Several of the outstanding restaurants in Kelowna can be experienced on an outing with Okanagan Foodie Tours, which owner Nancy Quinton debuted in 2015. The tours cost $95 (or $125 with five alcoholic beverages) and have five or six stops each. Before Quinton’s operations, there was no tours in the city and a small list of restaurants to include. These days, even though the pandemic caused some places to shutter, there remains a good number of excellent restaurants. So much so, Quinton is expanding her tours to provide a focus on specific parts of the city or certain styles of cuisine, a clear indication dining is trending up in the heart of the province.
Must-try Winery Restaurants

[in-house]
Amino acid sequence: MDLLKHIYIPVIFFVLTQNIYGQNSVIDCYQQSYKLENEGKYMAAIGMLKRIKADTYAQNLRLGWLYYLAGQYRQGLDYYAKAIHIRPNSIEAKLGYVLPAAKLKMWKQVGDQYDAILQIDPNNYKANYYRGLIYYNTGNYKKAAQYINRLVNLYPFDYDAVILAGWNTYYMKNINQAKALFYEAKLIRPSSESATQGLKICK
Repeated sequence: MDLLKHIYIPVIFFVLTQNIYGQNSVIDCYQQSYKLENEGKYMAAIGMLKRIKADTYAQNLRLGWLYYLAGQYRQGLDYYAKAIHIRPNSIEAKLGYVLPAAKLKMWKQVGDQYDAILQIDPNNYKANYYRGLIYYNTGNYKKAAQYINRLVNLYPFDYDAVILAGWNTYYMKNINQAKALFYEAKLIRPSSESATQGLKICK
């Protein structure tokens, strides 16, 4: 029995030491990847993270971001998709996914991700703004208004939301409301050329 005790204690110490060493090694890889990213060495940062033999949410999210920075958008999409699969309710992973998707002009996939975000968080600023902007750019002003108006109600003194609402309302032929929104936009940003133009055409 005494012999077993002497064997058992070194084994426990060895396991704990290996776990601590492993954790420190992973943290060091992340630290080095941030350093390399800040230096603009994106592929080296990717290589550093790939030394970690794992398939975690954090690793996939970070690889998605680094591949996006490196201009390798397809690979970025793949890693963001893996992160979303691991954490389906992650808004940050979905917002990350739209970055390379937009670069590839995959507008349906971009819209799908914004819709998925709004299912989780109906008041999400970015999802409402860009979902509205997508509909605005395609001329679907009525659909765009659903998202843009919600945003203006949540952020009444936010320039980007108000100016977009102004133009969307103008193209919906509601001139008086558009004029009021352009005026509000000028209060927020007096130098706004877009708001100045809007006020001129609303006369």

Modest Butcher at Mt. Boucherie Estate Winery: A gorgeous building overlooking Lake Okanagan is home to one of the more exceptional restaurants in British Columbia as well as the winery that may have the most approachable collection of wines in the region. The Modest Butcher launched in 2020 and delivers outstanding steaks, which are often served with sauces featuring wines from the property. Far from an intimidating or stuffy restaurant, the Modest Butcher focuses on menu items that would fit in a casual restaurant but with exceptional flavours and ingredients. The food suits winemaker Jeff Hundertmark’s offerings. Hundertmark takes advantage of Mt. Boucherie’s many vineyard properties spread from Kelowna south to the Similkameen Valley, known for its Alsatian-style white wines and high heat that can accommodate full-bodied reds. Mt. Boucherie has multiple labels and a dizzying number of wines, ranging from dependable, single-grape varietals of Chardonnay and Riesling to unique, geeky choices like PTG, a short form of “passetoutgrains”, a French winemaking term that loosely translates to “throw all the grapes in.” The Mt. Boucherie PTG includes gamay noir, pinot noir, and pinot gris.